If merited, your veterinarian may recommend a more aggressive form of treatment to provide relief, says Dr. Nicole Savageau, DVM, with The Vets mobile veterinary clinics. “In some cases, your veterinarian may prescribe medication to help manage the symptoms of an allergic reaction, such as antihistamines or corticosteroids.”5
The best way to minimize the impact of poison ivy, poison oak, and poison sumac on your dog is to avoid exposure in the first place. But with curious dogs, that can be a bit of a challenge. Here’s some helpful advice from the experts about how to prevent poison ivy, oak, or sumac from giving your dog an itchy rash.
- Avoid high-risk areas. These plants can grow anywhere from forests and fields to your own backyard. Always be on the lookout and guide your dog away from plants that look like poison ivy, oak, or sumac. To be on the safe side, stick to cleared paths free of undergrowth and dense, wooded areas, where the hazardous plants might be hard to spot.
- Clean up after your walk. When you come home from any excursion with your dog, Holmboe recommends getting in the habit of cleaning your dog's feet and the fur on their belly with a dog-safe cleanser or soap and water to remove any potential allergens.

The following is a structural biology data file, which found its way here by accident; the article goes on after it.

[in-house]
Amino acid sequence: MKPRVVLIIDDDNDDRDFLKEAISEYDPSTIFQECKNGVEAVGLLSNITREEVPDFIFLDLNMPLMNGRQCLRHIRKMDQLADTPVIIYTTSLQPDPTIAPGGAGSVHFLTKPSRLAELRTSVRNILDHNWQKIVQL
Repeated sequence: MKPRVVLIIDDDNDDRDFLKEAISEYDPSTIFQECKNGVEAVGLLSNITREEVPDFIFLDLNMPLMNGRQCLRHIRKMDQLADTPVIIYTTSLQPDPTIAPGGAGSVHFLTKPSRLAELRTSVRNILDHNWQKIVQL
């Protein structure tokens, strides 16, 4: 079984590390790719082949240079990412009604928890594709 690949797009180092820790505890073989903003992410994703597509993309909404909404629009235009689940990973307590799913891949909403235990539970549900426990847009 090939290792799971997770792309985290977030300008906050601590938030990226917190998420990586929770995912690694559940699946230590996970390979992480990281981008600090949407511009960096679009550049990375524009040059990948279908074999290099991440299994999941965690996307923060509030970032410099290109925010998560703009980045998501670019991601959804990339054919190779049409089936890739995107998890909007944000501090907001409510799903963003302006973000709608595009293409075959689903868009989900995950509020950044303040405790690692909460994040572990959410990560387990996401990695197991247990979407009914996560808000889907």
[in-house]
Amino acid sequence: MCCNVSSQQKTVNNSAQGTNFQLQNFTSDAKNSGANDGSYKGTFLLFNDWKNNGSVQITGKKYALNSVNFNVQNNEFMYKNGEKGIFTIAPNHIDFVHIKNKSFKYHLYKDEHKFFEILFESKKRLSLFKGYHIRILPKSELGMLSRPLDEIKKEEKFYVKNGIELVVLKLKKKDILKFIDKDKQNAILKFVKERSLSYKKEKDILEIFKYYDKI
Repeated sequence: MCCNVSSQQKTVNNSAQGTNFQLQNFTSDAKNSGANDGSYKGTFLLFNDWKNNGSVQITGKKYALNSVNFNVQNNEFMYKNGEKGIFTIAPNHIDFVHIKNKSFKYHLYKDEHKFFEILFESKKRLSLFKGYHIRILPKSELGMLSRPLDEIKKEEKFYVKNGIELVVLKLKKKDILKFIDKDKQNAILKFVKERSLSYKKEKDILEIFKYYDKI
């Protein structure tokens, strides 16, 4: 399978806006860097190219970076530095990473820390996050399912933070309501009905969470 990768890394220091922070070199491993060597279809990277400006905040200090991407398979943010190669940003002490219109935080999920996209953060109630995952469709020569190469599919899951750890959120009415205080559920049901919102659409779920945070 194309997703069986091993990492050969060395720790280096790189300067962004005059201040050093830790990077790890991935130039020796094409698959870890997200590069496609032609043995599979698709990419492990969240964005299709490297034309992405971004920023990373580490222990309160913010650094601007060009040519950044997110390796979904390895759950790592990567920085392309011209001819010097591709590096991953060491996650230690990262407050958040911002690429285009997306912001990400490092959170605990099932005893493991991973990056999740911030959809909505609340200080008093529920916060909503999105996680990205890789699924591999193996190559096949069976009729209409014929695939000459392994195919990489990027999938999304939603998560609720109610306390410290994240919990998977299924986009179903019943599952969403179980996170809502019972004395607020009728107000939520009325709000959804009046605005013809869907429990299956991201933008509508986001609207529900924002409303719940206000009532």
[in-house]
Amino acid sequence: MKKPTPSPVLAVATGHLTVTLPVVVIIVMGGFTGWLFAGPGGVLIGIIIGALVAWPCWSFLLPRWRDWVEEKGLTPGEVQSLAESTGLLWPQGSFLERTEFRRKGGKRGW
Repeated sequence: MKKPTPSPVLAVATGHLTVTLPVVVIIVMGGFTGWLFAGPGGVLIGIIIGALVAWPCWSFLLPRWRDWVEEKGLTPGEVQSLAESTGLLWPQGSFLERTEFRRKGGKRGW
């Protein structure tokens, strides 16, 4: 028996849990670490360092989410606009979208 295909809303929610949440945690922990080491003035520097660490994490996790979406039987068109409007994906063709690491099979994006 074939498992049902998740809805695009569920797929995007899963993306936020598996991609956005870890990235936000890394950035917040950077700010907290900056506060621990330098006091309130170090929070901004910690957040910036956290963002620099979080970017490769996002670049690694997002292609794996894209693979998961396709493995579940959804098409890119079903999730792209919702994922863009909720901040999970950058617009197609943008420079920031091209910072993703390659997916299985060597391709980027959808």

- Consider protective gear. If you live in an area where poison ivy, oak, or sumac are prevalent, or if your dog tends to have a severe allergic reaction, Holmboe recommends using protective clothing to cover your dog while out on a walk. You can put them in booties or a dog shirt. Just don’t forget to wash the gear after each use to prevent cross-contamination.
- Rid your yard of any hazardous plants. If you find the offending shrubs or vines in your yard or on your property, get rid of them entirely. Just be sure that the method you use is pet-friendly, as many commercial herbicides that target poison ivy contain chemicals that could be hazardous to your dog. Spraying the plants with vinegar is a great option!
Don’t let these or any other irritating plants stop you and your pets from exploring. While you should be cautious, hiking with your dog is a fun activity that provides exercise and quality bonding with your furry pal. Learning what plants to avoid and how to care for your dog if they come into contact with one is a great way to protect them.
If you and your dog are adventurers, consider investing in dog insurance.
Get started today with a free quote from MetLife Pet Insurance.